Transformation of regional food systems pivotal to food security, resilience – President

His Excellency, Dr. Mohamed Irfaan Ali believes that in order for regional food security and resilience to be achieved, Governments must think about transforming their food systems.

The Head of State, who is also lead Head of Government with responsibility for Agriculture in the CARICOM Quasi Cabinet, made this disclosure in his keynote address to Caribbean Week of Agriculture 2021 on Monday. This event is being celebrated under the theme, ‘Transforming Our Food Systems’.

President Dr. Mohamed Irfaan Ali

“Agriculture is once again on the front burner. I know this to be true because Guyana, as you know, holds lead responsibility for agriculture… Guyana does not take this responsibility lightly. We have demonstrated our willingness and commitment from the very onset to lead from the front,” the Head of State said. 

The President indicated that the Caribbean has the resources to ensure greater food security, but that it has not been taking advantage of the economic opportunities.

Against this background, Dr. Ali said, “It remains a travesty that our region, blessed with arable lands, abundant freshwater supplies and skilled agricultural workers, imports more than US$5 billion annually. We have the means to slash original food import bill, produce more of the food we consume, and the process generates sustainable livelihoods through agriculture.”

In acknowledging that the shocks of climate change can imperil food supply, the President highlighted the need for the Caribbean to become more food secure.

He reminded that the world’s population is increasing and that by 2040, there will be an additional 1.4 billion mouths to feed, inevitably translating to higher demand for food.

President Ali stated that anticipated circumstances can pose  challenges for the Caribbean to feed its people, but emphasised that the moment also presents an economic opportunity to help feed the world.

“We must reform our food systems in order to respond to these challenges and seize the opportunities that will arise from the demand for more food. Food security, also, is central to the attainment of many of the Sustainable Development Goals. If the region is to avoid being deterred from achieving the SDGs, it must transform its food systems to ensure greater food security.”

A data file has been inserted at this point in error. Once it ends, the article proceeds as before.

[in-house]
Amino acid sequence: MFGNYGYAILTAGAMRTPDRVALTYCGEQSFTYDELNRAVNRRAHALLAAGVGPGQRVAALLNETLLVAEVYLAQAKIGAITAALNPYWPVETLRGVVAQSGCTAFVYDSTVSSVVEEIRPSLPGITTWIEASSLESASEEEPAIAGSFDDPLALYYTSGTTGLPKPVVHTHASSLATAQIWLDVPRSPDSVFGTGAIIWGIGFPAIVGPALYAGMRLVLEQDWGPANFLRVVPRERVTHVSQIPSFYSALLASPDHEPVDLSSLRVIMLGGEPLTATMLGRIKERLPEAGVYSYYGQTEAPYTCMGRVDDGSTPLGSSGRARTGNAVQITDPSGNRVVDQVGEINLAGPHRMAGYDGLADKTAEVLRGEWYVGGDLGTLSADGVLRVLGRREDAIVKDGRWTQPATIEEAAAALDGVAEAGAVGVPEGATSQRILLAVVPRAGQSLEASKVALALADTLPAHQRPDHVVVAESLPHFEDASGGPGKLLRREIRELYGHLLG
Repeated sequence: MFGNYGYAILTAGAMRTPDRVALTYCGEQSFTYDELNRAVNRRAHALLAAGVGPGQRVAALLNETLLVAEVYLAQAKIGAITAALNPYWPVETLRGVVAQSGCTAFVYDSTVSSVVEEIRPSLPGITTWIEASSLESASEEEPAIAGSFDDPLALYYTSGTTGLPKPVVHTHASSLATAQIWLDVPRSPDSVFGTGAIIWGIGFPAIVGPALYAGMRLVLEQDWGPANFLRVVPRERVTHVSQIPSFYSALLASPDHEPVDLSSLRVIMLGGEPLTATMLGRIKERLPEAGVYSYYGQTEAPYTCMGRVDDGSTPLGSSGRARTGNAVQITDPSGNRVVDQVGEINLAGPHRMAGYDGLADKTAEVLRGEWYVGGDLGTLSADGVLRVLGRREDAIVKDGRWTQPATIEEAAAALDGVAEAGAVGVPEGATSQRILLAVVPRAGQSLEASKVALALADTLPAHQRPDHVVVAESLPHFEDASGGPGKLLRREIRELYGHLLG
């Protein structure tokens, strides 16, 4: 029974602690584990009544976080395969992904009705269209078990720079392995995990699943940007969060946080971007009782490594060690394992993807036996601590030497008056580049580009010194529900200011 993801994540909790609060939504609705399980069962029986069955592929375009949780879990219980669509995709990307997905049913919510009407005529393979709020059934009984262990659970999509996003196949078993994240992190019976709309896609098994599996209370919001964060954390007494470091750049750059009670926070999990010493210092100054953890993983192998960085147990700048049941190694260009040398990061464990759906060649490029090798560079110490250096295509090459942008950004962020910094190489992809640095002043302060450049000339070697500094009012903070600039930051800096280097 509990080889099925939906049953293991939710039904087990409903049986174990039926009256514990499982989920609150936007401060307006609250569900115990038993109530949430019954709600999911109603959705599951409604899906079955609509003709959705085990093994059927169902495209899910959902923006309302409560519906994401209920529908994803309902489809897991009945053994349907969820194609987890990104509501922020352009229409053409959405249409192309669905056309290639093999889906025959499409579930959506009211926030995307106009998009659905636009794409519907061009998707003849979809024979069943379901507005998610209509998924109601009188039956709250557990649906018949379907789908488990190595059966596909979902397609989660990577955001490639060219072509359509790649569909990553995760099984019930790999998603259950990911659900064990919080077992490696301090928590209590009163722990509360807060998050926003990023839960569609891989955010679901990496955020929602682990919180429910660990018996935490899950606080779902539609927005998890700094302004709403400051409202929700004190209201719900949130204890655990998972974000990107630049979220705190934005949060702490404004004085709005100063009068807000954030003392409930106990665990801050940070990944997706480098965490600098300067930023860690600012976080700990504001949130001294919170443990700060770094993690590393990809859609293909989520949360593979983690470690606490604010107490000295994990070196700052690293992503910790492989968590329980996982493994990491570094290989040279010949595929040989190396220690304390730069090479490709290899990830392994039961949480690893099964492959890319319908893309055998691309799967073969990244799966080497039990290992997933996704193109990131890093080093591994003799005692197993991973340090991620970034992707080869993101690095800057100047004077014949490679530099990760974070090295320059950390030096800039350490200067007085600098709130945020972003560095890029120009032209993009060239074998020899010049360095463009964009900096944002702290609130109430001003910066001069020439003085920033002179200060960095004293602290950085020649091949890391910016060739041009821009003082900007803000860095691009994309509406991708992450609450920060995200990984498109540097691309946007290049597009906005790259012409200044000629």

He added that there should be no reservations about the need for transforming the region’s food systems.

In highlighting how the Caribbean can proceed with this transformation, President Ali pointed to a paper he presented to CARICOM Heads of Government titled, ‘Advancing the CARICOM agriculture food systems agenda, prioritising regional food and nutrition security.’

The Head of State recalled that this paper outlined a methodological and pragmatic programme for the transformation of a regional food system. Arising out of this was the establishment of the Special Ministerial Taskforce on food production and food security. This task force has been ably led by Guyana’s Minister of Agriculture, Zulfikar Mustapha, MP.

Dr. Ali went on to state that the theme of this year’s Caribbean Week of Agriculture aligns with the thrust of the Special Ministerial Task Force, whose main objective is to provide guidance on the transformation of the agricultural food system to ensure resilience, the creation of opportunities for agricultural investment and guaranteeing of food and nutrition security.

“The transformation of regional food systems must involve the regional private sector. In this regard, the CARICOM private sector organisation has been actively involved in the work of the Special Ministerial Task Force, and has contributed significantly in the identification of specific areas for regional policy support and in targeting investment and interest, trade, particularly in respect to poultry niche vegetables and commodities such as corn, soy, rice, coconut, beef, and the meat of ruminants.”

President Ali reiterated that the Caribbean has a means of securing greater self-sufficiency, but emphasised that much more needs to be done in ensuring, in particular that the wheels of inter-regional trade are not encumbered.

Caribbean Week of Agriculture (CWA) is a virtual event that will feature more than 30 activities and more than 100 speakers. A virtual marketplace also forms part of the event and is being hosted by main partners: the Caribbean Community (CARICOM) Secretariat, the Inter-American Institute for Cooperation on Agriculture (IICA), the Food and Agriculture Organisation of the United Nations (FAO) and the Caribbean Agricultural Research and Development Institute (CARDI).

The Opening will also feature remarks by CARICOM Assistant Secretary-General, Trade and Economic Integration, Joseph Cox; Chairman, Board of Directors, Caribbean Agricultural Research and Development Institute (CARDI), Ignatius Jean; Deputy Director-General, Inter-American Institute for Cooperation on Agriculture (IICA), Lloyd Day; Assistant Director-General, LAC, Food and Agriculture Organisation of the United Nations (FAO), Dr. Julio Antonio Berdegué; and President, Agriculture Alliance of the Caribbean (AACARI), Errington Thompson.